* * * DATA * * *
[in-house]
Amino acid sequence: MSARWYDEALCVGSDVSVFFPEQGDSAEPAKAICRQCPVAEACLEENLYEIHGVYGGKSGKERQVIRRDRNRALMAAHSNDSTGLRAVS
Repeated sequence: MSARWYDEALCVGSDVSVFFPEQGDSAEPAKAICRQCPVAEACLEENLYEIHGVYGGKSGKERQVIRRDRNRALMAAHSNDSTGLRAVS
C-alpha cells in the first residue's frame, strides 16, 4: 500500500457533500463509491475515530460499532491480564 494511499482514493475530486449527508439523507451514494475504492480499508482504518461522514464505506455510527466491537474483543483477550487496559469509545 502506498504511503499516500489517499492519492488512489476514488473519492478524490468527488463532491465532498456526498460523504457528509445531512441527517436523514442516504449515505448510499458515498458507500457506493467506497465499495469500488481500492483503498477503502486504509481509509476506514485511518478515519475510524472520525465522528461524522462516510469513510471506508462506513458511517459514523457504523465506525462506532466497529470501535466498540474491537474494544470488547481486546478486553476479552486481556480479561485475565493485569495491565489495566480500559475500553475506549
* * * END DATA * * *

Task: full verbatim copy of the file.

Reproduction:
[in-house]
Amino acid sequence: MSARWYDEALCVGSDVSVFFPEQGDSAEPAKAICRQCPVAEACLEENLYEIHGVYGGKSGKERQVIRRDRNRALMAAHSNDSTGLRAVS
Repeated sequence: MSARWYDEALCVGSDVSVFFPEQGDSAEPAKAICRQCPVAEACLEENLYEIHGVYGGKSGKERQVIRRDRNRALMAAHSNDSTGLRAVS
C-alpha cells in the first residue's frame, strides 16, 4: 500500500457533500463509491475515530460499532491480564 494511499482514493475530486449527508439523507451514494475504492480499508482504518461522514464505506455510527466491537474483543483477550487496559469509545 502506498504511503499516500489517499492519492488512489476514488473519492478524490468527488463532491465532498456526498460523504457528509445531512441527517436523514442516504449515505448510499458515498458507500457506493467506497465499495469500488481500492483503498477503502486504509481509509476506514485511518478515519475510524472520525465522528461524522462516510469513510471506508462506513458511517459514523457504523465506525462506532466497529470501535466498540474491537474494544470488547481486546478486553476479552486481556480479561485475565493485569495491565489495566480500559475500553475506549